LM: I think it just comes from our background and a lot of it is just automatically very feminist and very queer, because that’s who we are. We do have some new stuff coming out - we’re planning on recording an EP to release early next year when we do an album tour with Pigs Pigs Pigs Pigs Pigs Pigs Pigs so we’ve got a lot of stuff planned. Lyrically I think it’s going down more of a personal route now rather than a political one, even though we still have themes of politics in them. I feel like when we first started the band, we really wanted to say something and this was a platform to do that.

You mentioned that you started the band because you felt you had something to say - is being political something you consider to be important when it comes making music, and if so do you think that's why you were drawn to punk?

HW: Although we can all site influences outside of the punk scene, it is a genre where our music tastes overlap. I think we were drawn to making that style of music, because our main shared influences are punk bands; the political element comes from us having similar ideologies, beliefs and experiences. Hopefully those external and shared influences are what make our interpretation of punk personal to Tough Tits.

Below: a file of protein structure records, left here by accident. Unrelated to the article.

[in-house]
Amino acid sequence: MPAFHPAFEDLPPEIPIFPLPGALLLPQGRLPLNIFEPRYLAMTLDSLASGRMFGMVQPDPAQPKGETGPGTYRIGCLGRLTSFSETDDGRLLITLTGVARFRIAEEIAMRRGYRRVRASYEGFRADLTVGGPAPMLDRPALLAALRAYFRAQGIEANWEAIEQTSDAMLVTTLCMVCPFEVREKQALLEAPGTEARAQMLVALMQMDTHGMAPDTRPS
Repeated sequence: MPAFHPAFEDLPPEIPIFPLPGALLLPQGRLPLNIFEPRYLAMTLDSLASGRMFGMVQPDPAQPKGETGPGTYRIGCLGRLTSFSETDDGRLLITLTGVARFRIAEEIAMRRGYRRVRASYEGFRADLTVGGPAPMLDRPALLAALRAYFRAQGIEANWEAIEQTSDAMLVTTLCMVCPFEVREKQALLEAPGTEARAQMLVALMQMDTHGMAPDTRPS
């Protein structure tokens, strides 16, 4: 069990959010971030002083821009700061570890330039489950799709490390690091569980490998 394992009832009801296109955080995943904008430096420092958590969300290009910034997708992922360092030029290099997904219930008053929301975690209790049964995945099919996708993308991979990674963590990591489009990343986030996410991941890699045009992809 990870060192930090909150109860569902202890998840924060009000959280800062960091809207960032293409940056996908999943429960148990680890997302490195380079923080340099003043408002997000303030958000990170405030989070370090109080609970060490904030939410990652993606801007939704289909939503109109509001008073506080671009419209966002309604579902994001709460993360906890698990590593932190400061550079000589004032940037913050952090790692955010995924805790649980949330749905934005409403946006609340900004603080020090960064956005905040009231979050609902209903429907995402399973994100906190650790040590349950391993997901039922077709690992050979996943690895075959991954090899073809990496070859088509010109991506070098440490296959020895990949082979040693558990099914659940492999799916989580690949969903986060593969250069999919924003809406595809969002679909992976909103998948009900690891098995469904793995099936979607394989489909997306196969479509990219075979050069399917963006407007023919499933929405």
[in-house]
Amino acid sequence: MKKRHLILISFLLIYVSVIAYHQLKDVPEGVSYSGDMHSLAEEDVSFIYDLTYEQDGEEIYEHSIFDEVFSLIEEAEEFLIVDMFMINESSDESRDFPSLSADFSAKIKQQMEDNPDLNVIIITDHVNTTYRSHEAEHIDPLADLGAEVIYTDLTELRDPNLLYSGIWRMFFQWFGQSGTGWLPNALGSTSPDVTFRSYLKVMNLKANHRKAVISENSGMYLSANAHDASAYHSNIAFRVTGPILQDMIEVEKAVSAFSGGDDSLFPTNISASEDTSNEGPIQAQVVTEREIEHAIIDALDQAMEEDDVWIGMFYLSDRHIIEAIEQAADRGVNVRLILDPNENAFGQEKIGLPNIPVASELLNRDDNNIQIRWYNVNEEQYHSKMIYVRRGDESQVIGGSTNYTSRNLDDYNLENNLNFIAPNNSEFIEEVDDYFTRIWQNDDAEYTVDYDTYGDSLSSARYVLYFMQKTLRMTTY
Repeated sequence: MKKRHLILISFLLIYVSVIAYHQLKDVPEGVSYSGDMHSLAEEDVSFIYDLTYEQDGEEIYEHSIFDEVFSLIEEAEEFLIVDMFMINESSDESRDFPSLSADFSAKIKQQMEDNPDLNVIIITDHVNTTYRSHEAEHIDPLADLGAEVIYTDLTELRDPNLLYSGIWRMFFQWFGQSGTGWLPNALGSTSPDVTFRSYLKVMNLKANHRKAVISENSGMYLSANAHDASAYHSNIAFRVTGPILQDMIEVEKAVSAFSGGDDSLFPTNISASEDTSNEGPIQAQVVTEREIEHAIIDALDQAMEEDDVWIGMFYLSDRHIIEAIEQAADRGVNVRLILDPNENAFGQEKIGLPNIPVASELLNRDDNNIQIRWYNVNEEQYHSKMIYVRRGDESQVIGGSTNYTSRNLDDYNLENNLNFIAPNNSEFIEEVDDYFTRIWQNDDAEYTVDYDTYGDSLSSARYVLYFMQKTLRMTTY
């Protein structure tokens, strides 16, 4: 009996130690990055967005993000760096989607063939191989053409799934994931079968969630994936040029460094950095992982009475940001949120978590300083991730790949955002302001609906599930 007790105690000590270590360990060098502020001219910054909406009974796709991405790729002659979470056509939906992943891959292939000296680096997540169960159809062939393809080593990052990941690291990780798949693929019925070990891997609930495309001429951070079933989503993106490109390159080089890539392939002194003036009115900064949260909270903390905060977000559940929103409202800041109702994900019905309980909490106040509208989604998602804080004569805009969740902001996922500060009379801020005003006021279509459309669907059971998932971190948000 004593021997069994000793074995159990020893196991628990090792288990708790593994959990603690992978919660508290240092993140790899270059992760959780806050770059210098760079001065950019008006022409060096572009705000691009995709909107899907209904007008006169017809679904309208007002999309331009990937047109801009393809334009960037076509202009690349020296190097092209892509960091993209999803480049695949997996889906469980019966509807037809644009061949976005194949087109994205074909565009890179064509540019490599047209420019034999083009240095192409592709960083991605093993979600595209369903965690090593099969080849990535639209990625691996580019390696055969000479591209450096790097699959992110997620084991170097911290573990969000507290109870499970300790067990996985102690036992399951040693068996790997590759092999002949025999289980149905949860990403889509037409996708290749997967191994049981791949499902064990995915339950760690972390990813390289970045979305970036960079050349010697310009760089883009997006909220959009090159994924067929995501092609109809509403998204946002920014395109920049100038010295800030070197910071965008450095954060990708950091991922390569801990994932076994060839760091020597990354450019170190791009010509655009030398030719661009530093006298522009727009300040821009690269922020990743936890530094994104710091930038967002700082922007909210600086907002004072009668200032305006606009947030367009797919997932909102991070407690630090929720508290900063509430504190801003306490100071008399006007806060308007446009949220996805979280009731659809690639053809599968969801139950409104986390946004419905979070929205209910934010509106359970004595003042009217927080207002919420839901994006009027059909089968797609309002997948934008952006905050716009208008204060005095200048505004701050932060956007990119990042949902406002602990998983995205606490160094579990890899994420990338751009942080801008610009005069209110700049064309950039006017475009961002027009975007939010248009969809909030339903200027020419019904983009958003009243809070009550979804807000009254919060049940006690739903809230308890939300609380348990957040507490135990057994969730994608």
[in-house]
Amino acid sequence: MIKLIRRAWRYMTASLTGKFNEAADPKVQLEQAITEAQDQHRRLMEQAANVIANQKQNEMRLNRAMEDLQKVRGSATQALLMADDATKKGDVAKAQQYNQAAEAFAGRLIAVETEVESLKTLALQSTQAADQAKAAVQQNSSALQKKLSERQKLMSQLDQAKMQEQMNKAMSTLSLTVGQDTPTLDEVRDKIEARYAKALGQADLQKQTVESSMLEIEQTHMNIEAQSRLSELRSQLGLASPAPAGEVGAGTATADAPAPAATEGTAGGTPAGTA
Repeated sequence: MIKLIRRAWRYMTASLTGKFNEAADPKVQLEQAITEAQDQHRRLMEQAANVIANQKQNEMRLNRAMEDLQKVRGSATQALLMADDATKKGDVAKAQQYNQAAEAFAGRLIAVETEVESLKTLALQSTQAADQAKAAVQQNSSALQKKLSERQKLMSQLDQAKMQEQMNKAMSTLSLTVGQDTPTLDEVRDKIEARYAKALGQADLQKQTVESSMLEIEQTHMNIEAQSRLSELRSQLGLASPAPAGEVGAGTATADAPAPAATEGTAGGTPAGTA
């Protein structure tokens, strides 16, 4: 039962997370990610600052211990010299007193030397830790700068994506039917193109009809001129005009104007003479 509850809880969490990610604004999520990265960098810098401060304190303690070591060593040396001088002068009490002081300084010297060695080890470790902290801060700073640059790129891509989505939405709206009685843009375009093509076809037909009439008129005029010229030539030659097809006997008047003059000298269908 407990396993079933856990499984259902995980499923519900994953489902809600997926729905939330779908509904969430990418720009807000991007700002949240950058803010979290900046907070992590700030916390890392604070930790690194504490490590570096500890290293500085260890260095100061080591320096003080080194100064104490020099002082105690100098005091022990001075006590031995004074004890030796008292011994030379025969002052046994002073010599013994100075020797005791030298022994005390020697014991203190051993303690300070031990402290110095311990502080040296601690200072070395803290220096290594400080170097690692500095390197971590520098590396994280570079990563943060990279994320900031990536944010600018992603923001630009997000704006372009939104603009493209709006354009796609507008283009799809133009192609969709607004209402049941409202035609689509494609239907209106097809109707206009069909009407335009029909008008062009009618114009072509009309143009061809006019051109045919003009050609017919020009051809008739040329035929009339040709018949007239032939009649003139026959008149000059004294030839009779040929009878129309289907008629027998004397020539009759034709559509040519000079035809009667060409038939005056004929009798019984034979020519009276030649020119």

LM: Yes definitely, I think if you're privileged to have a platform then say something positive and meaningful with it - or use it to bring to light issues that you feel strongly about.

Punk's funny because at the same time as having an anti-establishment ethos, in my mind it's one of those genres that retains a sense of hyper-masculinity - as a queer, feminist band, have you found it a welcoming scene?

LM: Punk, to me, is more than music. It definitely defines how I try and live my life. We were very warmly welcomed into the UK's DIY punk scene and it's a scene that reflects what punk is about. But, outside of that, it is unfortunately very male dominated. But so is life, we just have to keep pushing a message of equality and create a platform for other people who aren't CIS white men.

HW: I agree with Liz, we’ve found the UK DIY punk community to be very welcoming and open minded. We had one particularly bad experience with a patronising sound engineer, but we called him out on stage and he apologised. Aside from that we’ve received a few questionable emails/ messages, and been on the receiving end of a lot of drunken mansplaining and post-gig critiques, but in general, the feedback has been encouraging and supportive. Aside from the ‘punk community’, I get a lot of stick from blokes because of the nature of our band; for example on Saturday night (in a bar) somebody said “I tried to listen to your band but pubes started growing out of my ears”, The reality is, we get called a ‘dyke band’ a lot, and I am forever getting tit jokes being made at me, but these aren’t people who are part of any creative scene; these are mainly ignorant CIS white men who feel threatened or confused.

And do you find there are any expectations of you as women in a band - do you think people expect you to make a certain type of music?